Google Glass covers a users eye with a small screen that can display emails, text messages, even take pictures with a wink of an eye or record video...Vic Gundotra, senior vice president of engineering at Google. Photo: AFP
Google's Glass headset may be catching the eyes of gadget-lovers, but it has also attracted some pointed inquiries from regulators across the globe who want more information about how the company will handle privacy concerns.
Google attempted to assure US lawmakers overnight that the headset, which mimics many of the functions of a smartphone, does not push the barriers of its current privacy standards. But that was not enough to satisfy some lawmakers' lingering concerns.
Google Glass covers a users eye with a small screen that can display emails, text messages, even take pictures with a wink of an eye or record video. It is only available to developers and an early batch of test users, but is expected to go on sale next year.
Google has been on a charm offensive, attempting to head off concerns about the new technology. It has even brought headsets to Capitol Hill, allowing lawmakers to test its features.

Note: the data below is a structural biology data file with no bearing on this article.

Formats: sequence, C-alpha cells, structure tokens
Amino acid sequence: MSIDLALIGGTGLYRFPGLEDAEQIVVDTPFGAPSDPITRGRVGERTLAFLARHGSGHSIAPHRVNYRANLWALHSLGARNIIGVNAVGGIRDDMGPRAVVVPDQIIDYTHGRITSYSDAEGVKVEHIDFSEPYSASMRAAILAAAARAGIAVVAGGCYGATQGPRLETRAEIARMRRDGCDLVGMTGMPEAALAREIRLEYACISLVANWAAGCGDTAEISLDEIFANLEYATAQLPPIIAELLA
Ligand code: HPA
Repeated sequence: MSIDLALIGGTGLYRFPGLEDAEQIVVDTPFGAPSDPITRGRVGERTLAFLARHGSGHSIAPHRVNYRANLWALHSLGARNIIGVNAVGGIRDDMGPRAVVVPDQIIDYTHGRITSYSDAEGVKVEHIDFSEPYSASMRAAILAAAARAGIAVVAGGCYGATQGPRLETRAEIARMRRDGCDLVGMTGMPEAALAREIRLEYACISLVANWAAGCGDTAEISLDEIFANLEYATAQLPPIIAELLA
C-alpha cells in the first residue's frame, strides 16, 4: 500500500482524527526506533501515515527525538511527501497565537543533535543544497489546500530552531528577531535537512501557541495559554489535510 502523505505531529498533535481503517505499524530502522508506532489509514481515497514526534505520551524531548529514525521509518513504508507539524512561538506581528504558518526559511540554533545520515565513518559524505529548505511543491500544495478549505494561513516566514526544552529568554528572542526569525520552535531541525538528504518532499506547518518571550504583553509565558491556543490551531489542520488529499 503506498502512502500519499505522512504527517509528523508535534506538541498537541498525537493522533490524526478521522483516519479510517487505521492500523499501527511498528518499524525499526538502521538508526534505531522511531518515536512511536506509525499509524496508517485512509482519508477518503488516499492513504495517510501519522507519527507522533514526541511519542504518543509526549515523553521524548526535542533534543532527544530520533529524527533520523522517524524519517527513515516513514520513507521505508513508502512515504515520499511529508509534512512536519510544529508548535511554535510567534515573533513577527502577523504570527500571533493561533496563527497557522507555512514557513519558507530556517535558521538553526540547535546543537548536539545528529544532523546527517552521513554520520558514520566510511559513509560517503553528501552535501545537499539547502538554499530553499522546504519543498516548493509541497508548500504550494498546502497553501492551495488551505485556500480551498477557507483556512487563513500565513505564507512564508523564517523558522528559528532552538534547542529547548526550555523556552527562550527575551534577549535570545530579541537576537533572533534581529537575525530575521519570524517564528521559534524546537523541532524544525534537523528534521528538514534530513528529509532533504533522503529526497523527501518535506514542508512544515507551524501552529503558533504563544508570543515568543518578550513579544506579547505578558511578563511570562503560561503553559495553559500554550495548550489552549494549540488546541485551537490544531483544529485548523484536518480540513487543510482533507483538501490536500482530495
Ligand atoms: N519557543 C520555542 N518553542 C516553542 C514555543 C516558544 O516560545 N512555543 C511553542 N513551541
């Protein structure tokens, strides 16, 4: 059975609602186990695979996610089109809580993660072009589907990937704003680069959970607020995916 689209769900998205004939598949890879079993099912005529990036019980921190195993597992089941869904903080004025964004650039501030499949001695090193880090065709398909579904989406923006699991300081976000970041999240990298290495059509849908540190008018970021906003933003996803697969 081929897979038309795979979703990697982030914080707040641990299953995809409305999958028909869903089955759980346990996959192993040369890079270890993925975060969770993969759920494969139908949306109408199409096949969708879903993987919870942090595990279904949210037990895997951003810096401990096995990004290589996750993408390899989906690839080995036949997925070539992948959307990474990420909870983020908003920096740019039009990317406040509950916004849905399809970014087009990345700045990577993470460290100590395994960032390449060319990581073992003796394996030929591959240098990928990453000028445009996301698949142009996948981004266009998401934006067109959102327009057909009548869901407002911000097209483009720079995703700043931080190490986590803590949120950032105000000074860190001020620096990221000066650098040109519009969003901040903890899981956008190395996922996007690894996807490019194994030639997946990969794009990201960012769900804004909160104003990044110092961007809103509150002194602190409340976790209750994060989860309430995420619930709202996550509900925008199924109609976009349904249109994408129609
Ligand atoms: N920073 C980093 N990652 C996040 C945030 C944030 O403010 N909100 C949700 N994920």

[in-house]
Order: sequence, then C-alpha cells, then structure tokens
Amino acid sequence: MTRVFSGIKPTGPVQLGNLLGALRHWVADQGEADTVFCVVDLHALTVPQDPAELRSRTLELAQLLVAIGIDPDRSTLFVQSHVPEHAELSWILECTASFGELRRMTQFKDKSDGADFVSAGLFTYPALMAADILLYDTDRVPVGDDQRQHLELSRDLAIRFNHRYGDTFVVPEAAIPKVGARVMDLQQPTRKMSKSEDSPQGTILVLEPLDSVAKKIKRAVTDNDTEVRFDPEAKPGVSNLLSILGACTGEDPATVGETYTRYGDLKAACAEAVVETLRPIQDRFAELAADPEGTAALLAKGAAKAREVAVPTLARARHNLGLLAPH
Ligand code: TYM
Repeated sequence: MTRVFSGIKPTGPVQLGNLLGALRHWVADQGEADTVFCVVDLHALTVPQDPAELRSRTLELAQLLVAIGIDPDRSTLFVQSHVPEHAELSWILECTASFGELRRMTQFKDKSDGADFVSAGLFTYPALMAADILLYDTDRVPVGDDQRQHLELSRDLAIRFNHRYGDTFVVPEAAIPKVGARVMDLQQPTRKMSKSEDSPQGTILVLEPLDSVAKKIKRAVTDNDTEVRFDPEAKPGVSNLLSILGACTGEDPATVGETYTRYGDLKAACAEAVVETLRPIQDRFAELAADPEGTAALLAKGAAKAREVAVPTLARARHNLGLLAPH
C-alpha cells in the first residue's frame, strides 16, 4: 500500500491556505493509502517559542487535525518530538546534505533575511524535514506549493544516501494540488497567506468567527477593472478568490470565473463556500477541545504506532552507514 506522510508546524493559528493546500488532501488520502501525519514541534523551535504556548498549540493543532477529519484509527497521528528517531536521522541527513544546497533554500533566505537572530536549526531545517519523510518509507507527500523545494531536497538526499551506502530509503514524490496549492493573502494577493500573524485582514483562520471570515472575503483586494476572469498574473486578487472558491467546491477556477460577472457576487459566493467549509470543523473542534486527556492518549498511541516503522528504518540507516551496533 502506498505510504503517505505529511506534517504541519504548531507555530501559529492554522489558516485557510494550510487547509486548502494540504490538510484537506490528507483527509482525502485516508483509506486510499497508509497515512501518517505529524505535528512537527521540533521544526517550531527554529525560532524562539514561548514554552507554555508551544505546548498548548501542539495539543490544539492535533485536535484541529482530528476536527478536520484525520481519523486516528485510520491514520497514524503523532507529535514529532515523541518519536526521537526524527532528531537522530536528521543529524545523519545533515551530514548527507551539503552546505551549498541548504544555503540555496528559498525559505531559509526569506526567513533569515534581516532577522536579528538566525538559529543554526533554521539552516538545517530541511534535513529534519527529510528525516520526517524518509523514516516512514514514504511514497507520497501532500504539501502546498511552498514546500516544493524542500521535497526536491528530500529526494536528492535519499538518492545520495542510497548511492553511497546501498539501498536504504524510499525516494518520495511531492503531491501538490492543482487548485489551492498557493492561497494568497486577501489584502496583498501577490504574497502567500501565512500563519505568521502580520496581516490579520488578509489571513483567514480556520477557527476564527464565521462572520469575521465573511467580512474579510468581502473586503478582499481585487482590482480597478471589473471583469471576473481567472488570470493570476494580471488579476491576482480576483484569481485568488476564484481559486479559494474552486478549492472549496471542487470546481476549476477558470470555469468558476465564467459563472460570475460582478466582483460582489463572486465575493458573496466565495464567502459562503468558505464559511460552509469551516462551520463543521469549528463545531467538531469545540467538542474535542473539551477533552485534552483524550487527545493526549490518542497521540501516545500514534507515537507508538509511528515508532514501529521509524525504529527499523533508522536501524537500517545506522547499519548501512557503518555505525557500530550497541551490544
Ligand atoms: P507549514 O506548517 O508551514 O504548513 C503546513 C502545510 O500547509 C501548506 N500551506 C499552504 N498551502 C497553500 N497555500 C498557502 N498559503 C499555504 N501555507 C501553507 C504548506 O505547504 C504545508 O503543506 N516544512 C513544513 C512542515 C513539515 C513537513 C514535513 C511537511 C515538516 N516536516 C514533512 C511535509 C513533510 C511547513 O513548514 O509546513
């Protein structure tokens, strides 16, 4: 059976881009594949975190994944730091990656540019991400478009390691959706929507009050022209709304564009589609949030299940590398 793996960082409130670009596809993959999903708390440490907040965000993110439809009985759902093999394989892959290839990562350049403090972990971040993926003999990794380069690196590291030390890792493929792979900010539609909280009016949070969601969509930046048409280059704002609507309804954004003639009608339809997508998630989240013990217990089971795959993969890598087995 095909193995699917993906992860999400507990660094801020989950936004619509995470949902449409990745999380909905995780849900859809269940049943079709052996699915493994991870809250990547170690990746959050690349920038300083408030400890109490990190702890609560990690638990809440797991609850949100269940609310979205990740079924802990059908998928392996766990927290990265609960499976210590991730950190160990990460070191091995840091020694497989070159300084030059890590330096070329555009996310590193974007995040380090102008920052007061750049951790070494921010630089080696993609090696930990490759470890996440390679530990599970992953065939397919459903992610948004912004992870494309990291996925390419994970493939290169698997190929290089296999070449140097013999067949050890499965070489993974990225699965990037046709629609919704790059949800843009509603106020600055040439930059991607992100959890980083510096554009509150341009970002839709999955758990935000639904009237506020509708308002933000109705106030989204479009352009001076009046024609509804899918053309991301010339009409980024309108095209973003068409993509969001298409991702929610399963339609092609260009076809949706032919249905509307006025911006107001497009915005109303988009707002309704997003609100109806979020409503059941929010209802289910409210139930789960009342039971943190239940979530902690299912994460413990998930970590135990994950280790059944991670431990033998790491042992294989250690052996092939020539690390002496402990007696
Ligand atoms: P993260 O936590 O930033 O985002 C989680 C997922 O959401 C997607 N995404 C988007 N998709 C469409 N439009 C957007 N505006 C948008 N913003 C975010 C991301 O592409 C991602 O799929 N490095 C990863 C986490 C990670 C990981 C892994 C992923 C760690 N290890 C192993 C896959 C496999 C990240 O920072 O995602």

That hasn't been enough for everyone. In May, the House Bipartisan Privacy Caucus asked for more information about how Google Glass will work within the company's privacy standards. Last month, 10 privacy regulators from around the world, including Canada, Australia and a European Commission panel, asked Google for more information on how the company's headset complies with their data protection laws and what data it collects.
"Protecting the security and privacy of our users is one of our top priorities," Molinari said.
But Rep. Joe Barton, R-Texas, co-chairman of the caucus, said that Google has failed to answer the key question: How can it ensure the privacy of passersby who have not agreed to be photographed or videotaped?
He said that there ought to be a way to alert individuals that they may be on camera and that there should be limits on the types of data Google and other companies can collect from it, as well as limits on how long that data can be stored.
"There do not appear to me to be strong privacy protections for the population at large, or even ownership protection for the user of the Google Glass product," Barton said.
Sign up for Computerworld eNewsletters.